where \(df\) = degrees of freedom which depends on how chi-square is being used. (If you want to practice calculating chi-square probabilities then use \(df = n - 1\). The degrees of freedom for the three major uses are each calculated differently.)

For the \(\chi^2\) distribution, the population mean is \(\mu = df\) and the population standard deviation is \(\sigma=\sqrt{2(d f)}\).

The random variable is shown as \(\chi^2\).

The random variable for a chi-square distribution with \(k\) degrees of freedom is the sum of \(k\) independent, squared standard normal variables.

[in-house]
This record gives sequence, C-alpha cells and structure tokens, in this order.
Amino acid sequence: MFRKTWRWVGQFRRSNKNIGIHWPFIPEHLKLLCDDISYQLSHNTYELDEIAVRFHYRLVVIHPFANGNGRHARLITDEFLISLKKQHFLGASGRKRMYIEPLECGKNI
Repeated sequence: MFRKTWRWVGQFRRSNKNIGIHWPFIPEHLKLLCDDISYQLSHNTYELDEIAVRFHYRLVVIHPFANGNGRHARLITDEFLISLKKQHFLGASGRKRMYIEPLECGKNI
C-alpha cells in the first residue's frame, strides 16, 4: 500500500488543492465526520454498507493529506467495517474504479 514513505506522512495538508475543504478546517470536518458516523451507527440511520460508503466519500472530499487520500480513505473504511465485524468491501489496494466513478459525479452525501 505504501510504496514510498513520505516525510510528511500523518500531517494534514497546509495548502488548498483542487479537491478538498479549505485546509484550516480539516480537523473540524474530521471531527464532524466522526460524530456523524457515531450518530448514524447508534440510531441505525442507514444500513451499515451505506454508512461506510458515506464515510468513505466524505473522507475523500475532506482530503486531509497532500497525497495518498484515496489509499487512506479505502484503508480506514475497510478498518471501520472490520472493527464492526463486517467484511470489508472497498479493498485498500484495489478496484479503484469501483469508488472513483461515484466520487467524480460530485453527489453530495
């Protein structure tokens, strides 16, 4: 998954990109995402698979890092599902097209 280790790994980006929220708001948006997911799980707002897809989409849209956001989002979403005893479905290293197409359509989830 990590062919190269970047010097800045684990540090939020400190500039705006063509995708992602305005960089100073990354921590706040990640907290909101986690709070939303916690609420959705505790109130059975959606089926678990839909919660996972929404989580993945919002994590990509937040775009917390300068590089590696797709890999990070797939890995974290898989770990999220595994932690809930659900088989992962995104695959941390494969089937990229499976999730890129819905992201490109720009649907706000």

The curve is non-symmetrical and skewed to the right.

There is a different chi-square curve for each \(df\) (\(\PageIndex{1}\)).

The test statistic for any test is always greater than or equal to zero.

When \(df > 90\), the chi-square curve approximates the normal distribution. For \(\chi \sim \chi_{1,000}^{2}\) the mean, \(\mu = df = 1,000\) and the standard deviation, \(\sigma=\sqrt{2(1,000)}=44.7\). Therefore, \(\chi \sim N(1,000,44.7)\), approximately.

The mean, \(\mu\), is located just to the right of the peak.